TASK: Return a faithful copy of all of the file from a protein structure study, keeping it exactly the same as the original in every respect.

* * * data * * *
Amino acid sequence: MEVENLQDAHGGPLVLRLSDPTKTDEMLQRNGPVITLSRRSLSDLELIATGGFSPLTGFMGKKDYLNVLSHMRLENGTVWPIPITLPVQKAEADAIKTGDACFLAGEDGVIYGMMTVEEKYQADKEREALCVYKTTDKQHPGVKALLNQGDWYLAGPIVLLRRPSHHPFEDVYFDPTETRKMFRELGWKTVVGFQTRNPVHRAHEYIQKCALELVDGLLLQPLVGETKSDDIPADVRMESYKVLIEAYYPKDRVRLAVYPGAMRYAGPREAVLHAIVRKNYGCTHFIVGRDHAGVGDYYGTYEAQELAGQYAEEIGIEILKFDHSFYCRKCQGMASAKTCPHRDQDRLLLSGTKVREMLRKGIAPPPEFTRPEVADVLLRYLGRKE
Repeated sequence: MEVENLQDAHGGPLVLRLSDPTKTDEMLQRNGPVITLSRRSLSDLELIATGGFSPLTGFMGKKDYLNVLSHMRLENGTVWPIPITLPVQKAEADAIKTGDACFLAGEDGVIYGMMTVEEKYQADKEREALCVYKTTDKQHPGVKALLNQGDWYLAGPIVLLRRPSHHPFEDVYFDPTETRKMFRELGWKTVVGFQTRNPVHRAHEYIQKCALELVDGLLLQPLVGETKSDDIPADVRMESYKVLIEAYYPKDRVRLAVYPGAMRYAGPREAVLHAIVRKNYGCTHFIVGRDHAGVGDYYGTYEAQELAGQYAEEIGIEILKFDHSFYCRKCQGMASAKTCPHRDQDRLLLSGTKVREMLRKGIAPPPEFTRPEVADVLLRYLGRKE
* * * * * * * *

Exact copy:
Amino acid sequence: MEVENLQDAHGGPLVLRLSDPTKTDEMLQRNGPVITLSRRSLSDLELIATGGFSPLTGFMGKKDYLNVLSHMRLENGTVWPIPITLPVQKAEADAIKTGDACFLAGEDGVIYGMMTVEEKYQADKEREALCVYKTTDKQHPGVKALLNQGDWYLAGPIVLLRRPSHHPFEDVYFDPTETRKMFRELGWKTVVGFQTRNPVHRAHEYIQKCALELVDGLLLQPLVGETKSDDIPADVRMESYKVLIEAYYPKDRVRLAVYPGAMRYAGPREAVLHAIVRKNYGCTHFIVGRDHAGVGDYYGTYEAQELAGQYAEEIGIEILKFDHSFYCRKCQGMASAKTCPHRDQDRLLLSGTKVREMLRKGIAPPPEFTRPEVADVLLRYLGRKE
Repeated sequence: MEVENLQDAHGGPLVLRLSDPTKTDEMLQRNGPVITLSRRSLSDLELIATGGFSPLTGFMGKKDYLNVLSHMRLENGTVWPIPITLPVQKAEADAIKTGDACFLAGEDGVIYGMMTVEEKYQADKEREALCVYKTTDKQHPGVKALLNQGDWYLAGPIVLLRRPSHHPFEDVYFDPTETRKMFRELGWKTVVGFQTRNPVHRAHEYIQKCALELVDGLLLQPLVGETKSDDIPADVRMESYKVLIEAYYPKDRVRLAVYPGAMRYAGPREAVLHAIVRKNYGCTHFIVGRDHAGVGDYYGTYEAQELAGQYAEEIGIEILKFDHSFYCRKCQGMASAKTCPHRDQDRLLLSGTKVREMLRKGIAPPPEFTRPEVADVLLRYLGRKE